The glue that held the 2011 NBA champion Dallas Mavericks together? Veteran point guard Jason Kidd, says Mavericks coach Rick Carlisle. During a nine-game stretch when Dirk Nowitzki was sidelined with an injury and the team went 2-7, Kidd called a players-only meeting, scolded his teammates for feeling sorry for themselves, and then galvanized them going forward. "He was already acting like a coach, both on and off the floor," Carlisle says.
James Posey cemented his status as the glue guy of the 2008 Celtics when, during the team's preseason trip to Rome, the players were scrimmaging in a tiny gym and the second unit scored a string of baskets. Kevin Garnett, Posey says, cheated the second-teamers out of a point and declared the starting five the winners. Posey called him out and wound up chest to chest with Garnett. "I don't care how good you are," Posey growled, "you have to be accountable like the rest of us."
"It was the moment," says former Celtics coach Doc Rivers, "that set the tone for the entire season."
Posey, now an assistant coach with Cleveland, says he was impressed with how deftly Frye was able to engage James and Love in dialogues ranging from the pick-and-roll to the latest blockbuster film -- or the science of the human spirit.
"Channing didn't hesitate to tell LeBron and Kevin, 'We need you guys on the same page. We need that trust,'" Posey says. "Their relationship improved so much after that. They stopped taking everything so personally. It became: How can we win together?"
WHEN CLEVELAND ASSEMBLED its championship core in August 2014, it centered on three alpha males. James, the undisputed leader, was the extrovert. Kyrie Irving, the young upstart, was the introvert. Love, who came from Minnesota, where he was the focal point of the offense, was the newcomer who initially kept to himself.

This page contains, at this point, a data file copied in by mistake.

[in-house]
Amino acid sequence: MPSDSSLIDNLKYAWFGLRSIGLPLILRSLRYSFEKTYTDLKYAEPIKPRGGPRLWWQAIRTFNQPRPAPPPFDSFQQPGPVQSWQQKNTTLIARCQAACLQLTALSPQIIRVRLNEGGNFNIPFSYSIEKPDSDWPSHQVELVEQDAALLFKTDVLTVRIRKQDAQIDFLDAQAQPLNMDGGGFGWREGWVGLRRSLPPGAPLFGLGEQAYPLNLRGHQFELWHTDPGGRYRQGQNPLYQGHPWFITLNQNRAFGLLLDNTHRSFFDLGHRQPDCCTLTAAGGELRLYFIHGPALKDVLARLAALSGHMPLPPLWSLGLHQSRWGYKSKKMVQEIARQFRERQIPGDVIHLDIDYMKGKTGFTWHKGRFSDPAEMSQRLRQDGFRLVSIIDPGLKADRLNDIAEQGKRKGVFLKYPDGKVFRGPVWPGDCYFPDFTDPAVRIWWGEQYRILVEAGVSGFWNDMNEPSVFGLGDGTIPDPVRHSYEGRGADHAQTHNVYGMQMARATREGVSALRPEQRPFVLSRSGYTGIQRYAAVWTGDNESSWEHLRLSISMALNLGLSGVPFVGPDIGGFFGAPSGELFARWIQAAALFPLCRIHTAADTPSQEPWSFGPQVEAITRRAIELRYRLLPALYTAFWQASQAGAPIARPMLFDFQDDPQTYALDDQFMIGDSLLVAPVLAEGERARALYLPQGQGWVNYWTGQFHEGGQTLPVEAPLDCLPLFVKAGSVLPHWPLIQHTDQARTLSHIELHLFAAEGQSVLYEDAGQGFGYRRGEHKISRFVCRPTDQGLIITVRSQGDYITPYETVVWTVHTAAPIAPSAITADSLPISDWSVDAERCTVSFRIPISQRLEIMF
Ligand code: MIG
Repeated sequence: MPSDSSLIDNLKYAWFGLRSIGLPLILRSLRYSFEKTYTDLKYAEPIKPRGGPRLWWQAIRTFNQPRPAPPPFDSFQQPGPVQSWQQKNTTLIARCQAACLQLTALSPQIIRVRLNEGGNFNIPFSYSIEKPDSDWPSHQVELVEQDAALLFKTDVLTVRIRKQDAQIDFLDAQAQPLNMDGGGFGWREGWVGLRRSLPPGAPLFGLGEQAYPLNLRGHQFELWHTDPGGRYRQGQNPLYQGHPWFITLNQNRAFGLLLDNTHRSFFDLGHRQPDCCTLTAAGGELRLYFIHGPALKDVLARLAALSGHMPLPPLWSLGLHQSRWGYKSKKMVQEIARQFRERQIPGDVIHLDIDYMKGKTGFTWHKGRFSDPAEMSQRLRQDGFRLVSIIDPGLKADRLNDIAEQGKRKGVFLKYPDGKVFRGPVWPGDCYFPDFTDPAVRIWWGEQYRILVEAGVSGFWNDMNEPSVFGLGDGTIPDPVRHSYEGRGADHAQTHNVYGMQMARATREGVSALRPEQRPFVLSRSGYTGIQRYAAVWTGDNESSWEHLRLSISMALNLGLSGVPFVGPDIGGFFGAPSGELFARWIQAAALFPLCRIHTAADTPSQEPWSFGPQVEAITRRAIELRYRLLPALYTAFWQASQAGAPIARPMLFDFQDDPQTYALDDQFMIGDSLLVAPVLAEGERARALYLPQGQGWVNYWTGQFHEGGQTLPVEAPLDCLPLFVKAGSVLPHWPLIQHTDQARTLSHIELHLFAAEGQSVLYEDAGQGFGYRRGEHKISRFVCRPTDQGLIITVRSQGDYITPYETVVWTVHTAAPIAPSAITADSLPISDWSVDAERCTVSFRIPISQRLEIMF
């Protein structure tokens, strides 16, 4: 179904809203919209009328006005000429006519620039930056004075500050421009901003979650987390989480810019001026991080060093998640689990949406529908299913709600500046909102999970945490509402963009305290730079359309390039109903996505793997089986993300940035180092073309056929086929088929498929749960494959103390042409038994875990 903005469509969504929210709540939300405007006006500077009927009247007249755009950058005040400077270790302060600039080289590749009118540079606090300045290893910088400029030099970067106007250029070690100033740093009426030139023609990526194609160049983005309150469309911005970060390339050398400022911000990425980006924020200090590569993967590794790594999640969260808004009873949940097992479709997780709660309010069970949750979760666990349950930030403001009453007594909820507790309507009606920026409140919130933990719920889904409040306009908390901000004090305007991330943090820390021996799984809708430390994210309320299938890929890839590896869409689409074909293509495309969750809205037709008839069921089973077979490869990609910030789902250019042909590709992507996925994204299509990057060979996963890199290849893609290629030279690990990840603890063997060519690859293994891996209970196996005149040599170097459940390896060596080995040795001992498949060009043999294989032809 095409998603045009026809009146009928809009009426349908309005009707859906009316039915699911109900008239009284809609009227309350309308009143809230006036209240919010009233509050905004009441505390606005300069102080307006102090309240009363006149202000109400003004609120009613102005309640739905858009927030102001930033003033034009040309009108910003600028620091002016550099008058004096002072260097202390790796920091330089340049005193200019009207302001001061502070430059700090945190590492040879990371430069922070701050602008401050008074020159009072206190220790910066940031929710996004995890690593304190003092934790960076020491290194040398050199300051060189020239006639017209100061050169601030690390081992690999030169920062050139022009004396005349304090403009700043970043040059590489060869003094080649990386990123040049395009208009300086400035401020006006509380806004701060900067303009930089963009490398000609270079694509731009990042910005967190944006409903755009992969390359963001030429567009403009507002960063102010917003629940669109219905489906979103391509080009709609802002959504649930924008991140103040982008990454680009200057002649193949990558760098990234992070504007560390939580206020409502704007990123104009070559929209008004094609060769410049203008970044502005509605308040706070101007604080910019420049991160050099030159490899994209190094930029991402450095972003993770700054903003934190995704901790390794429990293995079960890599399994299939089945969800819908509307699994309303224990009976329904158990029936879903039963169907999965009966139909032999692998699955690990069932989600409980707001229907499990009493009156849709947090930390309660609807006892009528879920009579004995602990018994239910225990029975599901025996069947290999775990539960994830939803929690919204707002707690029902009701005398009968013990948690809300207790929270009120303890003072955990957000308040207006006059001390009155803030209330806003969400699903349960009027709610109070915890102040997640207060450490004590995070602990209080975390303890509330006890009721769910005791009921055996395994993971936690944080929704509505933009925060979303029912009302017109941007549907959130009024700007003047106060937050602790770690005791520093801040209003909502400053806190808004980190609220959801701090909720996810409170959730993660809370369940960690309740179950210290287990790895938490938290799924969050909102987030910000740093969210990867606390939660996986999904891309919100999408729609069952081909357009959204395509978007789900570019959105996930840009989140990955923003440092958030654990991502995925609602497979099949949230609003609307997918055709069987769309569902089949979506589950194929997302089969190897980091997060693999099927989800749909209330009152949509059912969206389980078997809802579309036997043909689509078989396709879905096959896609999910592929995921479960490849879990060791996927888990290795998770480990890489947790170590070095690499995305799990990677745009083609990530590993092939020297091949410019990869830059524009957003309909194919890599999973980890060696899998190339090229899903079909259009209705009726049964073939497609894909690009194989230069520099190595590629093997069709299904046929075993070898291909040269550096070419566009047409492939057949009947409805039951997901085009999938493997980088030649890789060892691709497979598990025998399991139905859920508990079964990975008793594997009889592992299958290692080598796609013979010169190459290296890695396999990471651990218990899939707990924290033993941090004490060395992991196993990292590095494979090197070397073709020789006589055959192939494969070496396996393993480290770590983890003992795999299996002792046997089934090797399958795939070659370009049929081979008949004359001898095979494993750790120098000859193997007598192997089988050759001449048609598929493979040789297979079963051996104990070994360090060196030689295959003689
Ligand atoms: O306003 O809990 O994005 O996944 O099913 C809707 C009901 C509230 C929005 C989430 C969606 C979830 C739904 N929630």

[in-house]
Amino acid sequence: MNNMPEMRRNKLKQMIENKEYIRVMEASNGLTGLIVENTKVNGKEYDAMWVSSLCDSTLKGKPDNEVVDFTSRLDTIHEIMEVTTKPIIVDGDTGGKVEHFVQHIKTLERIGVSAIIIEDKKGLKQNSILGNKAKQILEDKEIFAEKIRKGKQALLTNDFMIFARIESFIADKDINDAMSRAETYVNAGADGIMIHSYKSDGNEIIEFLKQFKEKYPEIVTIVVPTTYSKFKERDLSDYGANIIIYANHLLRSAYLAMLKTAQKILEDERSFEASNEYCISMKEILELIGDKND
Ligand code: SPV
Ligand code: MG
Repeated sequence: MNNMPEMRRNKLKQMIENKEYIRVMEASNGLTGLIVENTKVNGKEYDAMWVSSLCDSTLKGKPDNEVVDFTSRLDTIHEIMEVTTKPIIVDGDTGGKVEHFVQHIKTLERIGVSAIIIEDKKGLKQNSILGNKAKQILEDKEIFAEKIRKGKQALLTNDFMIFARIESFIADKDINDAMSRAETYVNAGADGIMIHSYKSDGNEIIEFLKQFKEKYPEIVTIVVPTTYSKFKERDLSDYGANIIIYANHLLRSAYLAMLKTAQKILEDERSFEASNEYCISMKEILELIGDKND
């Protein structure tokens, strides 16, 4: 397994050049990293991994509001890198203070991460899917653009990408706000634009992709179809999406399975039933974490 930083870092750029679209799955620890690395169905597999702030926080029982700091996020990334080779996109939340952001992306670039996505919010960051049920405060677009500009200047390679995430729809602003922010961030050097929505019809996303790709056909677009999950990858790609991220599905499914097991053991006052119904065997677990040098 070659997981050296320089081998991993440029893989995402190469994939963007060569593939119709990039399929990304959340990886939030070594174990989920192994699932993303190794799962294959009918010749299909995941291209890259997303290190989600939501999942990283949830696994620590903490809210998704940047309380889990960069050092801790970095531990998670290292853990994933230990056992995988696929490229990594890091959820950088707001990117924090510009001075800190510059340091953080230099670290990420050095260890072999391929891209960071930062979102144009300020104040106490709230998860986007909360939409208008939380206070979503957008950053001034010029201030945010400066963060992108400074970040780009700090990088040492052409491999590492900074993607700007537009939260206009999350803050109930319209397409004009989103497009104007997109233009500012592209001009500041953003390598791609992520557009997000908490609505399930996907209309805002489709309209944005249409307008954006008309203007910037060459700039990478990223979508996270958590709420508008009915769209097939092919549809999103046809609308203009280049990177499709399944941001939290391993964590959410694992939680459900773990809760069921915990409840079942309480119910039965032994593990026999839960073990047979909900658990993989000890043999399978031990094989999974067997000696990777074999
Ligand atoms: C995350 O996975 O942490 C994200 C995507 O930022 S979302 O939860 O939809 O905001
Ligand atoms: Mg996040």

"There was a lot of pressure on all three of them," Jefferson says. "You have this situation where LeBron and Kyrie have the ball in their hands. Kevin is dependent on others to get him the ball. It was difficult in the beginning for him to navigate that."
On Feb. 7, 2015, after Love scored just five points on 2-of-8 shooting, James famously tweeted, "Stop trying to find a way to FIT-OUT and just FIT-IN. Be a part of something special! Just my thoughts." James later confirmed the comments were directed toward Love.
After a sweep of the Atlanta Hawks in the Eastern Conference finals that May, LeBron celebrated by frolicking in a hot tub with a bottle of champagne, mimicking Chedda Da Connect's lyrics in "Flicka Da Wrist." JR Smith and Iman Shumpert joined him, with Irving flexing his biceps behind them and veteran Kendrick Perkins, wrapped in a towel, holding fast to a pair of ice packs on his knees. The video went viral, with the chatter revolving around Love being noticeably absent from the scene.
"Kevin [Love] used to say, 'Man, all I do is shoot 3s.' Then Channing comes in and says, 'This is awesome! All we do is shoot 3s!' So now Kevin stops and realizes, 'Yeah, I guess we do get a lot of open 3s.'"Richard Jefferson
Nearly nine months later, when Frye joined the Cavs, he walked into team film sessions and plopped down in the middle of LeBron and his trusted friends Smith and Tristan Thompson. "Who's sitting here?" he'd ask, then motion to Love, "Hey, Kev, there's a seat next to me." Frye rotated his position daily, elbowing up to Irving one day, Shumpert the next.
Frye was puzzled, he says, by the tenor of the group as a whole. He asked Jefferson, his friend of two decades, why the Cavs were so serious all the time.
"Channing says to RJ, 'We're the No. 1 team in the East. We have an opportunity to fight to compete for a title every year. Why aren't these guys having fun playing together?'" Love says. "RJ stepped back and said, 'You know what? He's got a point.'"
Frye was incredulous to learn the team had never gone out together for a pre-playoff meal. So, shortly before the 2016 postseason started, he booked a restaurant in the Flats on the Cleveland waterfront called Alley Cat and instructed everyone via BORED to be there at 8.